In my child's elementary school, the kids learn about famous artists and the techniques they used. Jake noticed the other day that all of the artists they have studied so far are dead. As doornails. He chewed on this for quite some time, then came up with this idea illustrated here:
"The only artist who was famous while alive was the inventor of the circle."
Sad, but true, probably. And wouldn't you know, the circle had been around for ages by the time I was born. So this explains why I am not famous. However, I like to think that the person who invented the circle was a woman--Eve maybe. She was drawing something for her many children, all of whom had terrible table manners. "We need something like this to put our food on," she might have said as the boys gathered around the campfire and attacked the roast she had spent all day cooking. "You know, so we can eat like civilized people." She picked up a stick and drew this thing in the dirt. It was round. It was complete. It was . . . a plate.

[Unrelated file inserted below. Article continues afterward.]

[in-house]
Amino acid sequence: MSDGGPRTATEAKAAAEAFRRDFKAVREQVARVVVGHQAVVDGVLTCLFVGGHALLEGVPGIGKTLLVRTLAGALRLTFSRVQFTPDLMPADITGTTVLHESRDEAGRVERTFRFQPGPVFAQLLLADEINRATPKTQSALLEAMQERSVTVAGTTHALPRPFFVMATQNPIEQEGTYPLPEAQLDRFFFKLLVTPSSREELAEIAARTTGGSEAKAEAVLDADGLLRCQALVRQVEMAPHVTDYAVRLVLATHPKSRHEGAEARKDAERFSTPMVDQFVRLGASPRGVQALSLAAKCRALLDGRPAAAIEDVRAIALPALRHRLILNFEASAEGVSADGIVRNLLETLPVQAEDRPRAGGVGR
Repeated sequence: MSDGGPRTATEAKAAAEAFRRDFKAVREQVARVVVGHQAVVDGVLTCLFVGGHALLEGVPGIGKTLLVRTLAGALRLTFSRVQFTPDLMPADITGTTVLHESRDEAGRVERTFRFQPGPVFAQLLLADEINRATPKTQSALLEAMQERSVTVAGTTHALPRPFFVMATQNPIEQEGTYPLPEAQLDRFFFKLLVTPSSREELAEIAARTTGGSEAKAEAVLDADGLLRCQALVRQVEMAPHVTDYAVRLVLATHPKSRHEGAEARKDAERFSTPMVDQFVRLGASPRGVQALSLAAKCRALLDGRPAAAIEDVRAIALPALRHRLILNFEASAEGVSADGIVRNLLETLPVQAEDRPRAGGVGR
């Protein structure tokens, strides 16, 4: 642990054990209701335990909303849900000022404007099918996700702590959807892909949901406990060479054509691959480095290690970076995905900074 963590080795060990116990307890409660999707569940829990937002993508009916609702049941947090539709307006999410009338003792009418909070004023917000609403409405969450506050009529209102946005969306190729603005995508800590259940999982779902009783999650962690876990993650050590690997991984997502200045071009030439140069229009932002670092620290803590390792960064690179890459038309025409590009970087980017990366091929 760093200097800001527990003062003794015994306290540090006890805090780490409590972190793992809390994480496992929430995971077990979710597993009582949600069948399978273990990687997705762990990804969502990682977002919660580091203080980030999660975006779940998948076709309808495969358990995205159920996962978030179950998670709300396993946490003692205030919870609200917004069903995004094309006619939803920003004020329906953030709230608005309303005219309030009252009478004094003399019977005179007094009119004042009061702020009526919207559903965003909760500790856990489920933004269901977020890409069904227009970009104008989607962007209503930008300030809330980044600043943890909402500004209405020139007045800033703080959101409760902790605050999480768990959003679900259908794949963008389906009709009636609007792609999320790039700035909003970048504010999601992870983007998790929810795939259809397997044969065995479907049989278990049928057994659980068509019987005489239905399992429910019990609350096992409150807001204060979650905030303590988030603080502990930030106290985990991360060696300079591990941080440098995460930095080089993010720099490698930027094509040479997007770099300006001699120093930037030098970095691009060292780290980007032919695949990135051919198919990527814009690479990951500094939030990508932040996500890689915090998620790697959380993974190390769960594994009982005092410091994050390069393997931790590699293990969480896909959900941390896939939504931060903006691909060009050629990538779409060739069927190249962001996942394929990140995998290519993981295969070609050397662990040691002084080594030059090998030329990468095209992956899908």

Next to the circle, Eve drew a rectangle. Her lines were straight and bold. "This is the next thing," she told her kids. The boys grunted and jostled each other for a better look at what their mother had just invented. "It's called a table, and we're going to put our plates on it." The boys scratched their heads. They weren't sure they liked these new things their mother had come up with.
Can you guess what came next? Squares. "These are stools," Eve said, drawing the final lines with a fluorish. "You will sit on them to eat the food on your plates." The boys groaned. Eve giggled. She had this all figured out, even down to cleanup duty.
Just then, Adam walked by. "And that," Eve said, pointing to her husband, "is called a dishwasher."